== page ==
F1 Business Diary 2016: the Russian Grand Prix

Sochi saw a flurry of drama this weekend as Formula One descended on the western Russian city. With all the action on the track, it was a surprise there was any room for news off it.

Sochi saw a flurry of drama this weekend as Formula One descended on the western Russian city, with Sebastian Vettel crashing out on the first lap after a collision with Red Bull’s Daniel Kvyat, Nico Rosberg romping to victory in his Mercedes, and Lewis Hamilton powering into second after being demoted to a tenth-placed start due to engine failure in qualifying. With all the action on the track, it was a surprise there was any room for news off it.

 

Monza madness

Motorsport has, to some degree, become synonymous with certain locations in the world. Daytona is perhaps one, Le Mans another. But none align more closely than Monza does with Formula One.

The Italian Grand Prix is one of the oldest events in the sport, and Monza has been its home almost exclusively since 1922. A quiet city north of Milan, it was made famous by Formula One which firmly placed it on the sporting map.

But after the Russian Grand Prix, Formula One chief executive Bernie Ecclestone refused to confirm  that the Italian race would be a fixture in future years.

The deal for Monza to host the event is expiring soon, and it is believed that bureaucratic and political influence may put a renewal in jeopardy.

Speaking at Sochi, Ecclestone said: “This year the race is happening for sure, but for the next few years I don’t know.

“We have talked about it, but they are Italian, so we will probably only know something on the Thursday before the race,” he quipped.

Joking aside, however, the risk of losing Monza from the racing calendar looks set to loom large over the head of Formula One in the run-up to the 2016 Italian Grand Prix on 4th September.

 

Sauber’s missing stars

Sauber’s plight continues. After last month’s Chinese Grand Prix, this F1 Business Diary discussed the potential rumours of a takeover by Alfa Romeo amid unsettling financial times for the Swiss-based constructors.

Performances have also been listless, with the team a fixture in the bottom three of the constructor’s championship, and drivers Felipe Nasr and Marcus Ericsson registering a total of zero points between them so far this season.

And in Russia this weekend, things took a turn for the worse.

Two figures were noticeable in their absence from the team paddock. Co-owner and team boss Monisha Kaltenborn failed to attend all weekend, adding pace to the rumours that the team’s financial strife may be terminal.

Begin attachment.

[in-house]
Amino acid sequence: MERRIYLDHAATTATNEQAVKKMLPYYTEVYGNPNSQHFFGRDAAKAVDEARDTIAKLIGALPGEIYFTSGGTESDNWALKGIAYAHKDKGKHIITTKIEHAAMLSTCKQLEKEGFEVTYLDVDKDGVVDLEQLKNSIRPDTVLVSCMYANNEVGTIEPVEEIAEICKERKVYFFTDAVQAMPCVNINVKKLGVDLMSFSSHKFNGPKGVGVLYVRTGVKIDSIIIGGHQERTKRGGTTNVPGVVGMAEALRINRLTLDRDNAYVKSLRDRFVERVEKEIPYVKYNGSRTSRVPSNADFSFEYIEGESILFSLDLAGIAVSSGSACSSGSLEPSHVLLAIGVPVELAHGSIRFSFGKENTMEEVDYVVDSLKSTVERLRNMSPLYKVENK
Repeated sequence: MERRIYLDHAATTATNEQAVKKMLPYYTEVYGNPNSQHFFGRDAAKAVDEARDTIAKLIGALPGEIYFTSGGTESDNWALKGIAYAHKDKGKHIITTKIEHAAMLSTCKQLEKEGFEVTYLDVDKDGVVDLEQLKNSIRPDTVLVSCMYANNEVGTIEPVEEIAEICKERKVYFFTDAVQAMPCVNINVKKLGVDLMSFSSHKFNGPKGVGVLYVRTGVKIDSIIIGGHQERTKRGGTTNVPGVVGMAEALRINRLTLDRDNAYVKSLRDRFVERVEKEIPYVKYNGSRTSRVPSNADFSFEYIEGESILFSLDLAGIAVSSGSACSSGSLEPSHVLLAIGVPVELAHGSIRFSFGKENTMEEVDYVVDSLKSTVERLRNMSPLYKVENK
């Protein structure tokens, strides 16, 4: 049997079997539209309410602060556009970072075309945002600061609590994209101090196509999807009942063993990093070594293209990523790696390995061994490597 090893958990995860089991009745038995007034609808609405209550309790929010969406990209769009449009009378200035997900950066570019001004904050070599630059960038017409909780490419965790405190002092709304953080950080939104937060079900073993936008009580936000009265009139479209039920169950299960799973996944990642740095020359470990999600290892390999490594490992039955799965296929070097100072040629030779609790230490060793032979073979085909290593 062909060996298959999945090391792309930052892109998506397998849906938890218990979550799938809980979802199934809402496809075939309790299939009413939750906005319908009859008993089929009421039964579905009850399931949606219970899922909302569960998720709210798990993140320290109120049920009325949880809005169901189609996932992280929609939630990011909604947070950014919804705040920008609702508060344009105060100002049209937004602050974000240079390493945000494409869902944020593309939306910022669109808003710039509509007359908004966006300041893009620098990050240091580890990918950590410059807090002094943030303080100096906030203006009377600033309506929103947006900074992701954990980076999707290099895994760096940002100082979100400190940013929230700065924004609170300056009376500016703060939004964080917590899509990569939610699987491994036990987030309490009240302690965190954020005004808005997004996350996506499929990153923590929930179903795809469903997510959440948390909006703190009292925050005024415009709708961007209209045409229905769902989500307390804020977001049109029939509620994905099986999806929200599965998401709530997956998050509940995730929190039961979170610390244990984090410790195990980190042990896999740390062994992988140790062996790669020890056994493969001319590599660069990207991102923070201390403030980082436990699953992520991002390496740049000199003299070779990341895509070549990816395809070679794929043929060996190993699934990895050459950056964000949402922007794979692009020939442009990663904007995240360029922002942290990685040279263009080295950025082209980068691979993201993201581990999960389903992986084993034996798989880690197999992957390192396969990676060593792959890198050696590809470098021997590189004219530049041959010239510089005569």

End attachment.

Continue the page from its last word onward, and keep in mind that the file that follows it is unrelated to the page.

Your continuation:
Even worse, perhaps, was that head of track engineering Tim Malyon suddenly departed altogether, after a mere four months in the role. Malyon was only hired after Giampaolo Dall’Ara, a 15-year veteran of Sauber, left under a cloud of unrest.

The signs don’t look good for Sauber, with financial trouble seemingly affecting both team morale and performance.

Speaking in Sochi, team manager Beat Zehnder said: “We have financial difficulties, it’s not a secret. We’re working hard to solve all the problems but it’s not easy.”

When pushed on whether the team would survive until the end of Formula One’s longest ever race calendar, Zehnder added: “I think this is a question which Monisha should answer, because I haven’t got the overall picture.”  If only she had been there to be asked it.

 

Azerbaijan safety

While Sochi’s race turned up some eye-catching action, some commentators turned their attention to the future. The next three races will be hosted in long-time venues Barcelona, Monte Carlo, and Montreal, so those looking for a talking point focused in on the 17th June meeting in Baku, Azerbaijan. It will be the first time a race has been held in Azerbaijan, and the event currently sits amid a cloud of speculation.

Recent months have seen unsettling encounters between Armenian and Azerbaijani forces in the disputed border area of Nagorno-Karabakh, a region just a few hundred miles from Baku.

Earlier this month, Azerbaijan’s government dismissed speculation that the fighting may cause issue for the June race, but unrest continues to linger.

At Sochi, Formula One decision-makers were once again quizzed on whether the race may be at risk.

An FIA spokesperson, as quoted by Tass News Agency, said: “We are confident that the grand prix is not in danger. The racing is separate to politics and we believe the situation has become less tense.”

Ecclestone echoed that sentiment, adding: “We had a similar situation in Bahrain, we are not involved in it, the F1 is not fighting anyone.”

But with two Karabkh servicemen killed this week, until war in the nation is resolved, onlookers will question the sensibility of bringing a global sporting event to a country threatened by conflict.

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